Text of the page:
Second, we adjust overvaluation ratios for long-term median values to account for structural differences in purchasing power. In particular, we calculate for each date a median overvaluation percentage since inception (typically early 1990s) based on available data up to that date and subtract this median from the concurrent overvaluation metric. The outright overvaluation and the long-term trailing medians are displayed in the panel below.

Looking at overvaluation relative to a long-term median removes the persistent directional bias of the indicator. However, this crude tackle of structural gaps disregards that, in the long run, there may be convergence for some countries. Hence, we calculate both a full adjustment for the median and a partial (50%) adjustment and consider both in subsequent analyses. The partial adjustment leaves large persistent differences in the overvaluation estimates, but this finding is with hindsight and does not disprove the notion that, in the long run, there is some convergence trend across economies that share a common global economy.

Finally, we make plausible assumptions about how overvaluation affects a carry signal. It is based on the notion of medium-term partial correction for overvaluation. In particular, we assume that 50% of overvaluation is expected to be corrected linearly over the coming 3-6 years. This means we subtract either one-sixth or one-twelfth of the overvaluation from the annualized real carry metrics. Both versions are considered in subsequent analyses. The below panel shows smoothed real FX and the effects of adjustments for a 3-year horizon. The importance of valuation is greater for countries with modest carry size and volatility.

Performance of simple real carry strategies with valuation adjustment

We estimate predictive relations and stylized PnLs for real carry signals. As targets of the analysis, we use generic JPMaQS FX forward returns (view documentation here). These returns assume that the trader takes positions in 1-month FX forwards at the beginning of a calendar month and rolls positions at the end of that month.

For the full panel of developed and emerging market currencies since 2000, real FX carry has been a highly significant positive predictor of FX forward returns, both at monthly and quarterly frequencies. Similarly, PPP-based overvaluation metrics have been significant (negative predictors), and hence, real carry metrics that have been adjusted for such overvaluation show a somewhat higher predictive correlation with returns than simple real carry.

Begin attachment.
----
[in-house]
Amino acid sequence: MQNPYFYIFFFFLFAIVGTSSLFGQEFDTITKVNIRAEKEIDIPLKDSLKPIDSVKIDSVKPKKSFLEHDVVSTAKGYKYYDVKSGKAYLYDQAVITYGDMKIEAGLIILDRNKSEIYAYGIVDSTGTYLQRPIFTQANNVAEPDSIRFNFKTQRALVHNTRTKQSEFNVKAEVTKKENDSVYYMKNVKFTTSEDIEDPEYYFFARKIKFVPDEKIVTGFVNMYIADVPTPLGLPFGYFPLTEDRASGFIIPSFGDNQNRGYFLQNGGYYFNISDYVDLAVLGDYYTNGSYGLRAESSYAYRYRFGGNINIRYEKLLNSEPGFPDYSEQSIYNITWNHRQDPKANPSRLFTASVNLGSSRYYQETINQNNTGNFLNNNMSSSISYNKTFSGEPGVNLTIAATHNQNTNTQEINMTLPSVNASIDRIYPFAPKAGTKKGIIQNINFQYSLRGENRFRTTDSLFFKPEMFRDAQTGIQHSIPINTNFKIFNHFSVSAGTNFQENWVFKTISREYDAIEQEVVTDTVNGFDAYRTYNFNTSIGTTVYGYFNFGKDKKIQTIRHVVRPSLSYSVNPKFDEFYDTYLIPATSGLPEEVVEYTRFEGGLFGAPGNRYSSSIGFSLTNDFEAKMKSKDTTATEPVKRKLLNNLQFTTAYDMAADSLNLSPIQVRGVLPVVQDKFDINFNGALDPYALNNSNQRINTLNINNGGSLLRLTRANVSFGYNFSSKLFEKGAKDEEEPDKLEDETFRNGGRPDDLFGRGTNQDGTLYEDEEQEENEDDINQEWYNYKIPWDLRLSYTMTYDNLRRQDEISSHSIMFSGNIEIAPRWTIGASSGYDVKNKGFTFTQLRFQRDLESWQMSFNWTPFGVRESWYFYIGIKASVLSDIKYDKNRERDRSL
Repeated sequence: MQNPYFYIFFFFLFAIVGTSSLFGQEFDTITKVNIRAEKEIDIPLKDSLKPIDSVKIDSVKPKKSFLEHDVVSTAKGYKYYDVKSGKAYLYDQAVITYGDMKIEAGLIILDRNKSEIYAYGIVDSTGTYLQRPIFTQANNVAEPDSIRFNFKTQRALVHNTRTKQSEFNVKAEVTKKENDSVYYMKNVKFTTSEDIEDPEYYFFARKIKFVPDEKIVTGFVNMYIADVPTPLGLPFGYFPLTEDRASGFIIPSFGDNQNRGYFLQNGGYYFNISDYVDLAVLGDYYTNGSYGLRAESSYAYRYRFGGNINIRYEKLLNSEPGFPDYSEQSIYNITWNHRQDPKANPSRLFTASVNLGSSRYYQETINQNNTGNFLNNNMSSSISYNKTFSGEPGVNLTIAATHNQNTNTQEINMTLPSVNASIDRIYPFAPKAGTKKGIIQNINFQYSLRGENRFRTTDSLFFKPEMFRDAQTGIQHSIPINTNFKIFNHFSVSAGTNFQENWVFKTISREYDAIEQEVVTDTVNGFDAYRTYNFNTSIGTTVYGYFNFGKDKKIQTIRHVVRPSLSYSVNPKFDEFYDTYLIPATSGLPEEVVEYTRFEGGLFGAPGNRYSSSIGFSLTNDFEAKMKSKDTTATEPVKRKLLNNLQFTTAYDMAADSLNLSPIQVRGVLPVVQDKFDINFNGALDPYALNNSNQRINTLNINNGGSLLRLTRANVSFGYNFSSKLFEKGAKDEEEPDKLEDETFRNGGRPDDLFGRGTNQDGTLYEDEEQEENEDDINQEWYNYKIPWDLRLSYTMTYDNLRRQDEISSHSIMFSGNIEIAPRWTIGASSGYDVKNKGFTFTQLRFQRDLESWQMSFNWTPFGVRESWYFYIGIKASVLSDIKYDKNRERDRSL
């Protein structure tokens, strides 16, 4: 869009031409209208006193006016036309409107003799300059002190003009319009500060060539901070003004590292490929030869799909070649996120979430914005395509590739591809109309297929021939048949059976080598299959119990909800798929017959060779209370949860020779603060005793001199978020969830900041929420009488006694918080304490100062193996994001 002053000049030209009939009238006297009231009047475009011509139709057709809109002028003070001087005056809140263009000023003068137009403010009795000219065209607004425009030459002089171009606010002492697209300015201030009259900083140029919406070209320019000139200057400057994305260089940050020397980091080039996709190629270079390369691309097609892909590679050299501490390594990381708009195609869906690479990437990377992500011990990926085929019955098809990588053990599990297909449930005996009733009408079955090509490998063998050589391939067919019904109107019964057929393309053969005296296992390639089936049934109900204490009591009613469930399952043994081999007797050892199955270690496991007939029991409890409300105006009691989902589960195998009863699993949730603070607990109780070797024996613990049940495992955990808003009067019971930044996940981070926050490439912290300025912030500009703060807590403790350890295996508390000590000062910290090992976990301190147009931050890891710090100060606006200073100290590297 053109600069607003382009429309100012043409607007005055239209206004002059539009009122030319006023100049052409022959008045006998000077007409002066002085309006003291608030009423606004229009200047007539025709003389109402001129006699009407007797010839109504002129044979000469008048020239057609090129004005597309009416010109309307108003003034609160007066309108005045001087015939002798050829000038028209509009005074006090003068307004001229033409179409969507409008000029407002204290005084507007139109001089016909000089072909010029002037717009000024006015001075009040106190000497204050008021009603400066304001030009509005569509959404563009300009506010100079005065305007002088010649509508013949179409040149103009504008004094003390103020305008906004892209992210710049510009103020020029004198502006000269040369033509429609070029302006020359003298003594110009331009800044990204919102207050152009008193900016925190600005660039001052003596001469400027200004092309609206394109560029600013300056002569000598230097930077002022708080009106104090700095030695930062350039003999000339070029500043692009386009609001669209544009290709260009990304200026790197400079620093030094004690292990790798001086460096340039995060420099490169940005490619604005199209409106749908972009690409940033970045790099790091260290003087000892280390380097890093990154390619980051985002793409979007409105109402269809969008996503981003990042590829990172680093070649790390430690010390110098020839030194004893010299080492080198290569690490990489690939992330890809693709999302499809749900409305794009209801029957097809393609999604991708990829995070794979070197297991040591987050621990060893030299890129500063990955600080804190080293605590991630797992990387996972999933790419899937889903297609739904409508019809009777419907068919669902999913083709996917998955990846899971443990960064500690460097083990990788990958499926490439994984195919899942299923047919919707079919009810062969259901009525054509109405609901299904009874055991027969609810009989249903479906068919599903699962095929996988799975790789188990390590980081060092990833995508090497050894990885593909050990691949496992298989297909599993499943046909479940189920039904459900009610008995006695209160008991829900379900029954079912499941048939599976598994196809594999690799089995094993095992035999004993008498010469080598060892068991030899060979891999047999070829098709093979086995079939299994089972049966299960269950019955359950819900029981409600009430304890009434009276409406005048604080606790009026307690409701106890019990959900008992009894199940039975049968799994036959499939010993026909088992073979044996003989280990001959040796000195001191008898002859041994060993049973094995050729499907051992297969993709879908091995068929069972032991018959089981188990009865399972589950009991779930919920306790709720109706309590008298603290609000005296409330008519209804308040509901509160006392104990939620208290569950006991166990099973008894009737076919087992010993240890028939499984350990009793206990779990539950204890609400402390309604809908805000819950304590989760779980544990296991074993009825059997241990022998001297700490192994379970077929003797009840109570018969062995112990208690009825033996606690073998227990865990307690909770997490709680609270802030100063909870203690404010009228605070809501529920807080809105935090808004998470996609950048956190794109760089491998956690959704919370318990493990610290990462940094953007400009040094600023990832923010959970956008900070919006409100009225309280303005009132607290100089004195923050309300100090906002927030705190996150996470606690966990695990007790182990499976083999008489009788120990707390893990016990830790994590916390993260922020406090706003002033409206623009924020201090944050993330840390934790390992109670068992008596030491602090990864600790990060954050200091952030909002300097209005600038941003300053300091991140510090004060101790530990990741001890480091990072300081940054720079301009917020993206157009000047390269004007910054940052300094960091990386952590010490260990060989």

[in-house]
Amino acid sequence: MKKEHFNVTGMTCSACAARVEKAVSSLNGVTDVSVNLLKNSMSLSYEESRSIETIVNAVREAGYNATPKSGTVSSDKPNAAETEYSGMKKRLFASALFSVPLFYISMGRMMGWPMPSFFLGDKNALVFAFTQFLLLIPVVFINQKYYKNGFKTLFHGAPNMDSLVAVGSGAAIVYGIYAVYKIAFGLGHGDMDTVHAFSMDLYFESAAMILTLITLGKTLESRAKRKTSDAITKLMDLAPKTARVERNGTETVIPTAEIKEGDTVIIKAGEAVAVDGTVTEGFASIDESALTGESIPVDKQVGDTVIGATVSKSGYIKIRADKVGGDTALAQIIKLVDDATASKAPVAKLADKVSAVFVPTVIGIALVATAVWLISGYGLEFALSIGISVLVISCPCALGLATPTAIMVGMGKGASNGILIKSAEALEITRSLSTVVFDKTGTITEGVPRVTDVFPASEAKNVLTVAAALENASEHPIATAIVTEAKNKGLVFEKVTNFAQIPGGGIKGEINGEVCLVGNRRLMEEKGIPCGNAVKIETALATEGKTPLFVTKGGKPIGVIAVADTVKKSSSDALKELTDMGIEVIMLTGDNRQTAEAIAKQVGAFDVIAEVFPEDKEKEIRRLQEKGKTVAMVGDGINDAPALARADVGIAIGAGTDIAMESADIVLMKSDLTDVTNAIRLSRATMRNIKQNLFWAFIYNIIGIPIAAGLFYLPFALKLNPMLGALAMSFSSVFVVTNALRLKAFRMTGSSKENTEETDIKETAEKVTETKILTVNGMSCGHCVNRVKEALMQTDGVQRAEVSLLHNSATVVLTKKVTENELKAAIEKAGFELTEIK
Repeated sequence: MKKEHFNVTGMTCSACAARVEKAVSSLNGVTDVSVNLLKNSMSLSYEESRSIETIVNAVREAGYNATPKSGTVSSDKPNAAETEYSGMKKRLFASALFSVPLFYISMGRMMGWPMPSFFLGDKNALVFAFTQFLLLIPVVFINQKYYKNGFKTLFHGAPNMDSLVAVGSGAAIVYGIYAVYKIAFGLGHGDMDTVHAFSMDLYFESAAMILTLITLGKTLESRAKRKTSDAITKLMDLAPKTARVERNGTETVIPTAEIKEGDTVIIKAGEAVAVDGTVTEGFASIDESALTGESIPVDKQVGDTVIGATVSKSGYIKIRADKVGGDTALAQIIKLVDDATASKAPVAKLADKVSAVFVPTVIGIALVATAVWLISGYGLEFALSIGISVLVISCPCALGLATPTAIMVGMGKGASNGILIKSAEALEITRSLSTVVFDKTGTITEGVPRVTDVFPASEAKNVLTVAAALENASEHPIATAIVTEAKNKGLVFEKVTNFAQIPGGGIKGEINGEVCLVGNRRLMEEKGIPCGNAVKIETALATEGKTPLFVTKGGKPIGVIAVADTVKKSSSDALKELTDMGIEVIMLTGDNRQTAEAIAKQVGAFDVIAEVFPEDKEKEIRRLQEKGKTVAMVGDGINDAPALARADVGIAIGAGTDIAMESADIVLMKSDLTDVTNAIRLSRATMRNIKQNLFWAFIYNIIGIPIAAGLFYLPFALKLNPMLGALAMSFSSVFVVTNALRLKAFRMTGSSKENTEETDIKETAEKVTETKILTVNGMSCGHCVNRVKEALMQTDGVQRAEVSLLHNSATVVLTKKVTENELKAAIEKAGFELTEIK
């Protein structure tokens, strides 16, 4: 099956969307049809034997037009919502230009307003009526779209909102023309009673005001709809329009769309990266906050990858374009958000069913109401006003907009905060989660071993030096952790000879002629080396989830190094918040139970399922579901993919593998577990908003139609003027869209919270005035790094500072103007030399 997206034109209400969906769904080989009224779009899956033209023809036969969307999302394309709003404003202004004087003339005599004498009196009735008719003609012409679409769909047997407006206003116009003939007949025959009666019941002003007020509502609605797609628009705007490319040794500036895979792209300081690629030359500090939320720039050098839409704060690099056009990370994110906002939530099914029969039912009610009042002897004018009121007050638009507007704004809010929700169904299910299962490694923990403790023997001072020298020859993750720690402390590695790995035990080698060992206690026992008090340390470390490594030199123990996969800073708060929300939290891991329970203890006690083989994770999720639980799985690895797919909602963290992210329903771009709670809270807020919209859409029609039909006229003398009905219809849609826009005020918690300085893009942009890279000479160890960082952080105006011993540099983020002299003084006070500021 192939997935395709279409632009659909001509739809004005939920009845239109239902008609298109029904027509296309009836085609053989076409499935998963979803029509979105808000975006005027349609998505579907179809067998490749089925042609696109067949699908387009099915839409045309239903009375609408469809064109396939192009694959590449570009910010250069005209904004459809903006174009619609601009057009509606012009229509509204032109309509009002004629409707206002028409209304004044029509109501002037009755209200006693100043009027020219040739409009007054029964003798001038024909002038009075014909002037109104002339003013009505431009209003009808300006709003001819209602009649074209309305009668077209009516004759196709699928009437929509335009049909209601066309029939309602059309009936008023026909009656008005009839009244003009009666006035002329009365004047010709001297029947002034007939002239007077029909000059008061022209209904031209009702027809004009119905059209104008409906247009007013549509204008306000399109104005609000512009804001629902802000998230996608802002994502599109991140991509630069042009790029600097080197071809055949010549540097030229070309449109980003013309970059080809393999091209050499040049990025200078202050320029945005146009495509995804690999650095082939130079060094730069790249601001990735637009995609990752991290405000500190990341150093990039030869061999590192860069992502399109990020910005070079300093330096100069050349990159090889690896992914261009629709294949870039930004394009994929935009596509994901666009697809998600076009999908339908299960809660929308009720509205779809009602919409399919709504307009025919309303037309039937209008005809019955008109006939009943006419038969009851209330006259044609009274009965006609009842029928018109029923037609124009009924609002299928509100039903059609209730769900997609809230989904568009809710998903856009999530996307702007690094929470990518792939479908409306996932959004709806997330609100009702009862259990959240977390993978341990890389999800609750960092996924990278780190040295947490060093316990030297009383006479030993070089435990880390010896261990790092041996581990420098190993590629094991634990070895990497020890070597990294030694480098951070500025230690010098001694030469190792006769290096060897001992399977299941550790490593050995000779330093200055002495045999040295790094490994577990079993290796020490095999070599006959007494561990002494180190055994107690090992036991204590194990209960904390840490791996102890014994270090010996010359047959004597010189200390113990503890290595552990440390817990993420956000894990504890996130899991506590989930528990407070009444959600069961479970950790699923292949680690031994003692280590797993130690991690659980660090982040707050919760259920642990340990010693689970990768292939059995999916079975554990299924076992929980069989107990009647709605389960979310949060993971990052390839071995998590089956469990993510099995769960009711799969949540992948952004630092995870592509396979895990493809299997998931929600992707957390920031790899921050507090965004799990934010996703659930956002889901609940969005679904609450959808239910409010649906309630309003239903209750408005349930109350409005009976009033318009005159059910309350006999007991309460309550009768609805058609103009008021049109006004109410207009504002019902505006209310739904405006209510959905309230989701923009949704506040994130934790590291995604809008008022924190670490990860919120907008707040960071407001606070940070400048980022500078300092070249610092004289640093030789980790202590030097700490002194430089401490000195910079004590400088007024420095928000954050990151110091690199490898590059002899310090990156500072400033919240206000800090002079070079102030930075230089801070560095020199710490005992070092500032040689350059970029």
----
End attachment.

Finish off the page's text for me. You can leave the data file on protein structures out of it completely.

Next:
We estimate the economic value of enhanced FX carry strategies based on a standard naïve PnL methodology used in many previous research posts. This PnL is calculated for simple monthly rebalancing in accordance with the carry score, normalized, and winsorized at two standard deviations at the end of each month. The end-of-month score is the basis for the positions of the next month under the assumption of a 1-day slippage for trading. The naïve PnL does not consider transaction costs or compounding. For the chart below, the PnL has been scaled to an annualized volatility of 10%.

All real carry-based strategies have produced positive long-term PnLs. However, they have also been highly seasonal, with the 2000s up until the great financial crisis marking an exceptionally favorable period for both FX carry strategies. Since then, however, value generation has almost ceased.

All valuation-adjusted PnLs have outperformed the simple real carry strategy. Moreover, valuation-adjusted strategies proved less seasonal and, unlike the unadjusted carry strategies, continued to produce positive PnLs in the 2010s and 2020s. The long-term (24-year) Sharpe ratios of the valuation-adjusted carry PnLs ranged from 0.53 to 0.62 versus 0.47 for unadjusted real carry. The Sortino ratios of the valuation-adjusted carry PnLs registered between 0.80 and 0.96 versus 0.7 for unadjusted real carry. Also, the average correlation of valuation-adjusted PnLs has been lower with respect to the S&P500 returns and EURUSD returns.

Performance of relative real carry strategies with valuation adjustment

An alternative application of the adjusted carry signal is for trades across small-country currencies rather than against the USD or EUR. This takes out some of the correlation within the overall portfolio by reducing the dependence on common USD- and EUR-specific influences and typically reduces the directionality of the portfolio. The trades use each local currency’s FX forward position against benchmark currencies, vol-targeted to 10% annualized, and against the 25-currency basket of these positions. Vol-targeting makes position-related risk comparable across currencies.

The correlation of relative real carry with subsequent relative returns has also been positive and highly significant, if somewhat lower than in the directional case. As for directional real carry, any type of valuation adjustment increases forward correlation strength, whether measured in parametric or non-parametric terms.